Minding the product at #mtpcon 2012

What an honour it is to have been called up to the small band of product managers at the Government Digital Service.

Wanting to do the absolute best job I can, I jumped at the chance to tag along to Mind the Product 2012, where product managers from around Europe met up to learn how some of the best in the world go about their business.

Of the many pearls of wisdom shared, here is what stuck with me since…

Where a product manager sits
First up was Martin Eriksson who, as one of the organisers, welcomed us and then pulled up a slide to explain where product management sits in an organisation…

So there you have it, product management is the intersection between business, technology and user experience.

And with that wrapped up, it was time to go home.

Not really… throughout the rest of the day we would hear how behind that handy, simple diagram is a complex, tough and hugely rewarding discipline.

A heightened sense of purpose
The opening speaker was one Marty Cagan, a man well-placed to explain what’s involved in industry-defining products having seen a few in his 30 years at the likes of HP, Netscape and ebay.

What stood out most in Marty’s talk was his strongly held view that good product managers need to have a heightened sense of purpose. And that purpose is to create products that people love to use.

Again, it seems very simple but in the rest of his talk, while trying to reassure us that we were capable, Marty was also open about the sheer hard graft, sharp thinking and courageous risk-taking that would be required if we were to achieve this purpose.

So how is it done? How does this product management thing play out day-to-day?

Materials that move at the speed of thought
Tom Chi is a maker clearly at the top of his product management game. Most recently he’s been leading a Google X team to bring augmented reality glasses to market as part of Project Glass.

He wowed us with swashbuckling tales of rapid prototyping Google X style, starting by asking everyone to guess how long it took to produce the first working version of Project Glass. 4 to 5 years? 4 months? 5 days? Try 45 minutes!

How did they do it? By believing that they could, by thinking big but starting simply with minimum functions and raw components. And nothing can be simpler than coat hangers and modelling clay – yes, these were the ‘materials that move at the speed of thought’ Chi and his team employed to prove that the vision could be a product and to then move through the iterations that would eventually lead to a patented design and maybe one day soon a product on your face.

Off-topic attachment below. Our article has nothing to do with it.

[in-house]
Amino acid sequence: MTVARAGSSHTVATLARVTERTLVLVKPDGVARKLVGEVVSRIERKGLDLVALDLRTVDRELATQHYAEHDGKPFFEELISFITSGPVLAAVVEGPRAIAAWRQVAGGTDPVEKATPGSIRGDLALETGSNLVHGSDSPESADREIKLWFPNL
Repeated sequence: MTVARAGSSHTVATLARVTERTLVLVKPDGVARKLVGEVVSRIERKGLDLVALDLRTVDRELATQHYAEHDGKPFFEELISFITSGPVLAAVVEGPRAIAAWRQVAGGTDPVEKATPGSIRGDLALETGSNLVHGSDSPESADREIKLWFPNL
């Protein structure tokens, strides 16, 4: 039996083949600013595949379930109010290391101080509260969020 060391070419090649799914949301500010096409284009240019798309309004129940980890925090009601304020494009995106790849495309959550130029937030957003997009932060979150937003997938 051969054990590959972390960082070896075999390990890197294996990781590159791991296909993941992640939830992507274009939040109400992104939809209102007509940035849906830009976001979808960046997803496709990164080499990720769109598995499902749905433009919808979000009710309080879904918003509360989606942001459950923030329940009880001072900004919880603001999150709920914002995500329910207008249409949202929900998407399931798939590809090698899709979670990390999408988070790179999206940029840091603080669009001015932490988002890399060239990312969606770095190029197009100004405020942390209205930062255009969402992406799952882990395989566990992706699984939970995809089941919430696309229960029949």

Tom Chi’s was my favourite talk at #mtpcon. It was quite simply exciting and fun and made product management feel full of potential.

I loved the way he talked about ‘constellating’ the results of iteration to ensure that you are truly discovering the best possible product. I also appreciated his dogma squashing skills when he had the whole audience applauding and nodding at his ‘don’t fail. learn.’ correction.

Oh, and he introduced us to the concept of π-shaped people.

Good turns
There were plenty of other good turns over the course of the conference from product managers who work with music, games and even the future.

Listening to them, I came to realise that product management wasn’t just applicable to websites and software; the discipline’s focus on users, return on investment and innovation made it highly relevant to a range of sectors.

Product management of critical national infrastructure
I’ll give the last word to Tom Loosemore, one of my bosses at the Government Digital Service. Tom’s words at the lectern have had an effect on me more than once over the years but his Mind the Product talk was especially galvanising coming as it did just a few weeks before our big launch of GOV.UK.

He explained how applying the methods of product management was one of the major step-changes being made to digital  in government. He spoke of how product management, like the use of open source, is vital to the delivery of a new shared web platform for all of government and a radically improved user experience to boot within an ambitiously tight timeline and an incredibly small budget. Ambitious but entirely probable because of the methods we were using and because of the people GDS had hired, people with attitude, the right attitude. No pressure then.

As Tom spoke, I could see my peers logging into the beta, I watched them nod approvingly as they engaged with the site and with what Tom was saying. As I sat there at the back listening to Tom talk about the importance of product management to the programme we are involved in, I started not to feel the pressure but the belief that I could deliver as part of a team of product managers who are working with a breathtakingly, refreshingly talented team of designers and developers united by a desire to deliver a piece of critical national infrastructure that citizens don’t just use but that they appreciate.

Time will tell whether we are successful. But what I learned at Mind the Product – from all the fantastic insights and examples that have delivered on their promise – is that by adopting product management we are doing something right and proper. It’s something I strongly believe in and that I am proud to be a part of.

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